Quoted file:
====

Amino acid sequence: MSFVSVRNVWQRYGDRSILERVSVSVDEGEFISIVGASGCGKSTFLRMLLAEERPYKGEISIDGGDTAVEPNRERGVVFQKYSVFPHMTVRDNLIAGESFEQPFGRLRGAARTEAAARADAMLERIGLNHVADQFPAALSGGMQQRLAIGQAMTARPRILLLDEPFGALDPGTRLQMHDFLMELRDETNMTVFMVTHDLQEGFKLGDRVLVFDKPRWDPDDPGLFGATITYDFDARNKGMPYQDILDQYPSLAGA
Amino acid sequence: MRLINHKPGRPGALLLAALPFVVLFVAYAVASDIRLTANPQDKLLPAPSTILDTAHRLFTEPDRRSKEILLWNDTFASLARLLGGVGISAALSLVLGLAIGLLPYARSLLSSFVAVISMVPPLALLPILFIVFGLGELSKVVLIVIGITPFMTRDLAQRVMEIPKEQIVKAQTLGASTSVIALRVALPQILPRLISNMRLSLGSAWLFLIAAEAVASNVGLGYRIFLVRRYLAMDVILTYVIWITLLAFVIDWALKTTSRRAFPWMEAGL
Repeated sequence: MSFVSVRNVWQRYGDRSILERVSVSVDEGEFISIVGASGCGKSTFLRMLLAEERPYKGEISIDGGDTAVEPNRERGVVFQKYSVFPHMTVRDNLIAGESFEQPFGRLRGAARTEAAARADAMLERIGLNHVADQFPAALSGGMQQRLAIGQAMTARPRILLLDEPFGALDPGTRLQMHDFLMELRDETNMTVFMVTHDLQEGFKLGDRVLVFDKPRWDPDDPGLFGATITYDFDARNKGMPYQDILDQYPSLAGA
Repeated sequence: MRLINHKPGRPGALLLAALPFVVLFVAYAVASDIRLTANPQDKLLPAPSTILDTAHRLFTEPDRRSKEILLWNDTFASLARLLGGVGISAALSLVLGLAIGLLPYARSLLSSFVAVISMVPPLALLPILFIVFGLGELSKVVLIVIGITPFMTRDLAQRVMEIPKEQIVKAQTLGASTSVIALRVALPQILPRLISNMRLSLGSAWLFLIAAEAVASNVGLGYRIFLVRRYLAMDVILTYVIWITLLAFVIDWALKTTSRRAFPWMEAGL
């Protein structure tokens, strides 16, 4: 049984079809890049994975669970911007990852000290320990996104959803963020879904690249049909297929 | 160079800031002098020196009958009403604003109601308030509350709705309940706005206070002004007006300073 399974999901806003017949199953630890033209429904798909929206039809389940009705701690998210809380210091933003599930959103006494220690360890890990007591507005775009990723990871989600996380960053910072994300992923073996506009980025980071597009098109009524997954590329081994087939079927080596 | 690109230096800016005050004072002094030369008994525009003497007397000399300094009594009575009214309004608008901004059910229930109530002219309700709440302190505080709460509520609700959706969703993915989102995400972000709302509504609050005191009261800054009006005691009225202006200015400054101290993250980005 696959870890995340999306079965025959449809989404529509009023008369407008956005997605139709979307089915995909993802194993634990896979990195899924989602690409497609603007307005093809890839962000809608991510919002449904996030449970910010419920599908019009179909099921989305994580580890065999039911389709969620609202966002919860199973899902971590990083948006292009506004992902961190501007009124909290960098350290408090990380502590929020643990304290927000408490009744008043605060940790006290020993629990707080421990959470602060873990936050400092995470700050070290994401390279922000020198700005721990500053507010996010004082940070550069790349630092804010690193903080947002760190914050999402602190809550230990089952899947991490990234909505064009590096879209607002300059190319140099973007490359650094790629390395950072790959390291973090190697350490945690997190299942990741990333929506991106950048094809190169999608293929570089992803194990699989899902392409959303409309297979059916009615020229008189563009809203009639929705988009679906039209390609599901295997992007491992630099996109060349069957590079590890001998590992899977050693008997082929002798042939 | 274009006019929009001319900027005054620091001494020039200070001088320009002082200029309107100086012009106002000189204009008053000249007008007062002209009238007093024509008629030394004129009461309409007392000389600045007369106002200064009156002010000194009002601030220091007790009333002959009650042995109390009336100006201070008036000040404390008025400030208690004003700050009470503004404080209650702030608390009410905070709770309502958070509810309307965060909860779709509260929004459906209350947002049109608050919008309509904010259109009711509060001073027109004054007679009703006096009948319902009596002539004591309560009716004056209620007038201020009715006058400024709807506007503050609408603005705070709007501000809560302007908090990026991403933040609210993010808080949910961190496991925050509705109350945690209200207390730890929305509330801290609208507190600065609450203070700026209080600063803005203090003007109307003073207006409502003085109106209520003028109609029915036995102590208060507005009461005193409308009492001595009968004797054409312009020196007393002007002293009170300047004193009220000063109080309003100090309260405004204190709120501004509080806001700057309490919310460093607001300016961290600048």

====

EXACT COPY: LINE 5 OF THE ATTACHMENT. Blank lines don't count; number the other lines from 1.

């Protein structure tokens, strides 16, 4: 049984079809890049994975669970911007990852000290320990996104959803963020879904690249049909297929 | 160079800031002098020196009958009403604003109601308030509350709705309940706005206070002004007006300073 399974999901806003017949199953630890033209429904798909929206039809389940009705701690998210809380210091933003599930959103006494220690360890890990007591507005775009990723990871989600996380960053910072994300992923073996506009980025980071597009098109009524997954590329081994087939079927080596 | 690109230096800016005050004072002094030369008994525009003497007397000399300094009594009575009214309004608008901004059910229930109530002219309700709440302190505080709460509520609700959706969703993915989102995400972000709302509504609050005191009261800054009006005691009225202006200015400054101290993250980005 696959870890995340999306079965025959449809989404529509009023008369407008956005997605139709979307089915995909993802194993634990896979990195899924989602690409497609603007307005093809890839962000809608991510919002449904996030449970910010419920599908019009179909099921989305994580580890065999039911389709969620609202966002919860199973899902971590990083948006292009506004992902961190501007009124909290960098350290408090990380502590929020643990304290927000408490009744008043605060940790006290020993629990707080421990959470602060873990936050400092995470700050070290994401390279922000020198700005721990500053507010996010004082940070550069790349630092804010690193903080947002760190914050999402602190809550230990089952899947991490990234909505064009590096879209607002300059190319140099973007490359650094790629390395950072790959390291973090190697350490945690997190299942990741990333929506991106950048094809190169999608293929570089992803194990699989899902392409959303409309297979059916009615020229008189563009809203009639929705988009679906039209390609599901295997992007491992630099996109060349069957590079590890001998590992899977050693008997082929002798042939 | 274009006019929009001319900027005054620091001494020039200070001088320009002082200029309107100086012009106002000189204009008053000249007008007062002209009238007093024509008629030394004129009461309409007392000389600045007369106002200064009156002010000194009002601030220091007790009333002959009650042995109390009336100006201070008036000040404390008025400030208690004003700050009470503004404080209650702030608390009410905070709770309502958070509810309307965060909860779709509260929004459906209350947002049109608050919008309509904010259109009711509060001073027109004054007679009703006096009948319902009596002539004591309560009716004056209620007038201020009715006058400024709807506007503050609408603005705070709007501000809560302007908090990026991403933040609210993010808080949910961190496991925050509705109350945690209200207390730890929305509330801290609208507190600065609450203070700026209080600063803005203090003007109307003073207006409502003085109106209520003028109609029915036995102590208060507005009461005193409308009492001595009968004797054409312009020196007393002007002293009170300047004193009220000063109080309003100090309260405004204190709120501004509080806001700057309490919310460093607001300016961290600048």